The Register-Herald, Beckley, West Virginia

Local News

July 27, 2007

Thompson calls it quits

CHARLESTON — Only a month after insisting he was “working my way back” to the Legislature after a hiatus to treat severe depression, long-absent Delegate Ron Thompson abruptly ended his career in the House of Delegates, saying his medical care was taking longer than he anticipated.

In a brief letter, the Beckley Democrat tendered his resignation, ending a year filled with controversy over his protracted absence.

“I do hereby tender my resignation from the West Virginia House of Delegates, effective immediately,” he wrote to Speaker Rick Thompson, D-Wayne, no relation.

Soon after the House leadership moved last winter to vacate his seat, Thompson’s treating physician, Dr. Ahmed Faheem, a Beckley psychiatrist, emerged with a revelation the veteran lawmaker was under his care for bi-polar two, or severe depression.

Thompson then granted an exclusive interview with The Register-Herald and copies were distributed the next day to all members of the House, held in a months-long mystery that began a year ago and deepened with each passing interims session he skipped.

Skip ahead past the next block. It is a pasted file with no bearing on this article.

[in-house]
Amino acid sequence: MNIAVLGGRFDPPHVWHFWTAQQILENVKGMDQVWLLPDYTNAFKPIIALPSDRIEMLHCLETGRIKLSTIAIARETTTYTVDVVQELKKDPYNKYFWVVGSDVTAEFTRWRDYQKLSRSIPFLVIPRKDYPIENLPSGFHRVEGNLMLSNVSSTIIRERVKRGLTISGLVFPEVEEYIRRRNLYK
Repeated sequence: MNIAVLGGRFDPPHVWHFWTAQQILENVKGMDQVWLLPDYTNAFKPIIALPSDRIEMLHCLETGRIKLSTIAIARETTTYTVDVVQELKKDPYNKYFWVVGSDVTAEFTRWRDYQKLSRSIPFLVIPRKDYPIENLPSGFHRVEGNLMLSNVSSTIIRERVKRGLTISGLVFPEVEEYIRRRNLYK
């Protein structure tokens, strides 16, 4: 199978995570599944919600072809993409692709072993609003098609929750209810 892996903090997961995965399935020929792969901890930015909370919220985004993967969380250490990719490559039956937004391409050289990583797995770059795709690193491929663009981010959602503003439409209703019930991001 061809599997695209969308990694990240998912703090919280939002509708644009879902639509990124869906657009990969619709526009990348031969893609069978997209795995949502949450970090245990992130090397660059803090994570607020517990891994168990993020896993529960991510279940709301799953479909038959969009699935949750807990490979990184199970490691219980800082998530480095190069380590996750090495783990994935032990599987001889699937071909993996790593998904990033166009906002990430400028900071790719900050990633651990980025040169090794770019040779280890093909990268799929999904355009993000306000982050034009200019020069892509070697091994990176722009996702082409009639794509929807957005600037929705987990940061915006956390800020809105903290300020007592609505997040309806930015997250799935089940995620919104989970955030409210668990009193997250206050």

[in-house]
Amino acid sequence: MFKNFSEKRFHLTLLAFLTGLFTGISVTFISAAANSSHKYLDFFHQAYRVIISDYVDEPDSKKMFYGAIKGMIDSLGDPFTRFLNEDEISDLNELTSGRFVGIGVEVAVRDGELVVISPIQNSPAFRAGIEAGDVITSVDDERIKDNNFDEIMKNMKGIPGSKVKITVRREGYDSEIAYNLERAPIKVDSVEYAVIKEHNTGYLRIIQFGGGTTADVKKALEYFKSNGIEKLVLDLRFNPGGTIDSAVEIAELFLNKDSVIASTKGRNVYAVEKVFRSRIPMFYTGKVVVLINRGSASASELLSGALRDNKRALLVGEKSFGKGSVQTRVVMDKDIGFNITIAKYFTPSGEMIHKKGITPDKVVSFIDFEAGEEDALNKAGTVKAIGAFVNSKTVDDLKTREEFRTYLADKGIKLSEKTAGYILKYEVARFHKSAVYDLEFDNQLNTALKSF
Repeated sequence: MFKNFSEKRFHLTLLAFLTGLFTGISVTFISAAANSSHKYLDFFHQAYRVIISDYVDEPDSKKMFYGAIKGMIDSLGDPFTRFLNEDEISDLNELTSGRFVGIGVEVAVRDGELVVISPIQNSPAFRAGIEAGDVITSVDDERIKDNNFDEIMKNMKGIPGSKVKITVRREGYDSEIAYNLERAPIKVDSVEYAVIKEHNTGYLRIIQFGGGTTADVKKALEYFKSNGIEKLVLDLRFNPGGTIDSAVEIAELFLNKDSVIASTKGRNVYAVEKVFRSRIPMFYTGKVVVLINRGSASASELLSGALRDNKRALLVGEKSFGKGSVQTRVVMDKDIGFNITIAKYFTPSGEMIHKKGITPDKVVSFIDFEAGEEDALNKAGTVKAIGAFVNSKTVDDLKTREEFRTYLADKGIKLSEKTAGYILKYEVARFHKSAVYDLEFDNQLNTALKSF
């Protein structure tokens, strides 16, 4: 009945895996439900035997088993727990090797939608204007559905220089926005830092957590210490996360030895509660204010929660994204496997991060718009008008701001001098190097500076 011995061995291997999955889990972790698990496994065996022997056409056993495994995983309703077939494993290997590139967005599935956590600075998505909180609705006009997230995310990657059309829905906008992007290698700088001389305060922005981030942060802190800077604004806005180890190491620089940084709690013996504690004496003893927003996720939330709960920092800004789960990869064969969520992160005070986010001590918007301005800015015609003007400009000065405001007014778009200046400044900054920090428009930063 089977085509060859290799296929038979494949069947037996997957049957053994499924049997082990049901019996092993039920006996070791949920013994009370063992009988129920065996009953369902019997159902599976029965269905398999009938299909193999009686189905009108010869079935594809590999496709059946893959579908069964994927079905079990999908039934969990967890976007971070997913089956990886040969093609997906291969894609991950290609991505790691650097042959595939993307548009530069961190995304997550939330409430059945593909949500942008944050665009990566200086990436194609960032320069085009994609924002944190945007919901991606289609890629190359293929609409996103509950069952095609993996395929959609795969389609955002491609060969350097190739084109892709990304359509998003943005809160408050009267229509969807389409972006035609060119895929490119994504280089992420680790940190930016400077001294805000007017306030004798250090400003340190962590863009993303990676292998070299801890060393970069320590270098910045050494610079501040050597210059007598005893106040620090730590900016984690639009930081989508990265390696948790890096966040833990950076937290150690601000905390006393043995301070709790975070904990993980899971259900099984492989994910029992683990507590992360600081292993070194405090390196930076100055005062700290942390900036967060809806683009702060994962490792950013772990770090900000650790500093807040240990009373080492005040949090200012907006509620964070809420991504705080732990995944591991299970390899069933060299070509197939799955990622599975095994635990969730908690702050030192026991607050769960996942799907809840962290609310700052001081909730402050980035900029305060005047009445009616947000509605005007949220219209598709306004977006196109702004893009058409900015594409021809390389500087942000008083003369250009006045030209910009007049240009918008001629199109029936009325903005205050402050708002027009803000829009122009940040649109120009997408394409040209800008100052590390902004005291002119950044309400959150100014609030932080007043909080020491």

“I deeply appreciate the kind words and concern expressed by many during this time in my life,” the 40-year-old lawmaker wrote the speaker in a three-paragraph epistle.

“While my condition continues to improve, my full recovery time is taking longer than originally anticipated. Therefore, I feel that is in the best interest of the constituents which I serve that I take such action.

“I wish you and everyone involved in the legislative process the best.”

At one point, under heavy media scrutiny, the speaker had enough with the missing lawmaker and decided it was time to act.

Thompson issued an ultimatum to the missing delegate — appear by Jan. 25, or 15 days after the mass swearing-in ritual, or provide a reasonable excuse why he couldn’t make it. Failing to get a response, the speaker decided it was time to act.

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